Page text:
PACKING LIST DETAILS
The ``packing list'' format (see -f) is fairly simple, being nothing more than a single column of filenames to include in the package. However, since absolute pathnames are generally a bad idea for a package that could be installed potentially anywhere, there is another method of spec- ifying where things are supposed to go and, optionally, what ownership and mode information they should be installed with. This is done by imbeding specialized command sequences in the packing list. Briefly de- scribed, these sequences are: @cwd directory Set the internal directory pointer to point to directory. All subsequent filenames will be assumed relative to this directory. Note: @cd is also an alias for this command. @src directory Set the internal directory pointer for _creation only_ to directory. That is to say that it overrides @cwd for package creation but not extraction. @exec command Execute command as part of the unpacking process. If command contains any of the following sequences somewhere in it, they will be expanded inline. For the following examples, assume that @cwd is set to /usr/local and the last extracted file was bin/emacs. %F Expands to the last filename extracted (as specified), in the example case bin/emacs %D Expand to the current directory prefix, as set with @cwd, in the example case /usr/local. %B Expand to the ``basename'' of the fully qualified file- name, that is the current directory prefix, plus the last filespec, minus the trailing filename. In the example case, that would be /usr/local/bin. %f Expand to the ``filename'' part of the fully qualified name, or the converse of %B, being in the example case, emacs. @unexec command Execute command as part of the deinstallation process. Expansion of special % sequences is the same as for @exec. This command is not executed during the package add, as @exec is, but rather when the package is deleted. This is useful for deleting links and other ancillary files that were created as a result of adding the package, but not directly known to the package's table of con- tents (and hence not automatically removable). The advantage of using @unexec over a deinstallation script is that you can use the ``special sequence expansion'' to get at files regardless of where they've been potentially redirected (see -p). @mode mode Set default permission for all subsequently extracted files to mode. Format is the same as that used by the chmod command (well, considering that it's later handed off to it, that's no surprise). Use without an arg to set back to default (extrac- tion) permissions. @option option Set internal package options, the only two currently supported ones being extract-in-place, which tells the pkg_add command not to extract the package's tarball into a staging area but rather directly into the target hierarchy (this is typically meant to be used only by distributions or other special package types), and preserve, which tells pkg_add to move any existing files out of the way, preserving the previous contents (which are also resur- rected on pkg_delete, so caveat emptor). @owner user Set default ownership for all subsequently extracted files to user. Use without an arg to set back to default (extraction) ownership. @group group Set default group ownership for all subsequently extracted files to group. Use without an arg to set back to default (extraction) group ownership. @comment string Imbed a comment in the packing list. Useful in trying to docu- ment some particularly hairy sequence that may trip someone up later. @ignore Used internally to tell extraction to ignore the next file (don't copy it anywhere), as it's used for some special purpose. @ignore_inst Similar to @ignore, but the ignoring of the next file is delayed one evaluation cycle. This makes it possible to use this direc- tive in the packinglist file, so you can pack a specialized datafile in with a distribution for your install script (or some- thing) yet have the installer ignore it. @name name Set the name of the package. This is mandatory and is usually put at the top. This name is potentially different than the name of the file it came in, and is used when keeping track of the package for later deinstallation. Note that pkg_create will de- rive this field from the package name and add it automatically if none is given. @dirrm name Declare directory name to be deleted at deinstall time. By de- fault, directories created by a package installation are not deleted when the package is deinstalled; this provides an explic- it directory cleanup method. This directive should appear at the end of the package list. If more than one @dirrm directives are used, the directories are removed in the order specified. The name directory will not be removed unless it is empty. @mtree name Declare name as an mtree(8) input file to be used at install time (see -m above). Only the first @mtree directive is honored. @display name Declare name as the file to be displayed at install time (see -D above). @pkgdep pkgname Declare a dependency on the pkgname package. The pkgname package must be installed before this package may be installed, and this package must be deinstalled before the pkgname package is dein- stalled. Multiple @pkgdep directives may be used if the package depends on multiple other packages. @pkgcfl pkgcflname Declare a conflict with the pkgcflname package, as the two pack- ages contain references to the same files, and so cannot co-exist on the same system.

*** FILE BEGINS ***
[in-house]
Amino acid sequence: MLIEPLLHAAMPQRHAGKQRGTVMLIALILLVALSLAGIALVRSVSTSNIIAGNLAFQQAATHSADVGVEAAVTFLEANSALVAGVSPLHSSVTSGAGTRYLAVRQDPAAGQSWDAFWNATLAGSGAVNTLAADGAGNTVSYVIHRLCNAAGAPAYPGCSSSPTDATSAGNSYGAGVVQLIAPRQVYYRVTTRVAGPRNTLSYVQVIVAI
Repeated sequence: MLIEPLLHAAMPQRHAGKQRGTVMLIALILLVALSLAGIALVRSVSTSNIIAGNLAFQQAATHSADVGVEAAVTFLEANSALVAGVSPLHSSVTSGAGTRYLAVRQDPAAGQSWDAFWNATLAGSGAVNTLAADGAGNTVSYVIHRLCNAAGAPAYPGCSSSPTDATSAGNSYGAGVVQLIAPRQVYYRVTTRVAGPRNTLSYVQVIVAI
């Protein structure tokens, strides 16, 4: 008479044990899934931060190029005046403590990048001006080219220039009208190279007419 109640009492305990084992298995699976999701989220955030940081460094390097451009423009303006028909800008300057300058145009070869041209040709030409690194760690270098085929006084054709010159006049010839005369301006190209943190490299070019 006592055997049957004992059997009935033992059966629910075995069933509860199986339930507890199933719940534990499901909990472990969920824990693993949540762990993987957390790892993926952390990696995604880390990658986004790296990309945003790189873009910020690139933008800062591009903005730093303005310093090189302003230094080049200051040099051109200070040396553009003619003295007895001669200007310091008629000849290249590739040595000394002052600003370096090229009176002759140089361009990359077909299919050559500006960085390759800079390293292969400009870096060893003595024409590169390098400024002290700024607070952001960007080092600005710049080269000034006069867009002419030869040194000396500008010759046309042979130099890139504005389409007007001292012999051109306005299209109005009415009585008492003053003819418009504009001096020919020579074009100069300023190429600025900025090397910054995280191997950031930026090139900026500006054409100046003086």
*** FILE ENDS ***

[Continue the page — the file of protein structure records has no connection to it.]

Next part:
SEE ALSO
pkg_add(1), pkg_admin(1), pkg_delete(1), pkg_info(1), sysconf(3).
HISTORY
The pkg_create command first appeared in FreeBSD.
AUTHORS
Jordan Hubbard most of the work John Kohl refined it for NetBSD Hubert Feyrer NetBSD wildcard dependency processing, pkgdb, pkg size recording etc.
BUGS
Hard links between files in a distribution must be bracketed by @cwd di- rectives in order to be preserved as hard links when the package is ex- tracted. They additionally must not end up being split between tar invo- cations due to exec argument-space limitations (this depends on the value returned by sysconf(_SC_ARG_MAX)). NetBSD 1.5 April 21, 1995 5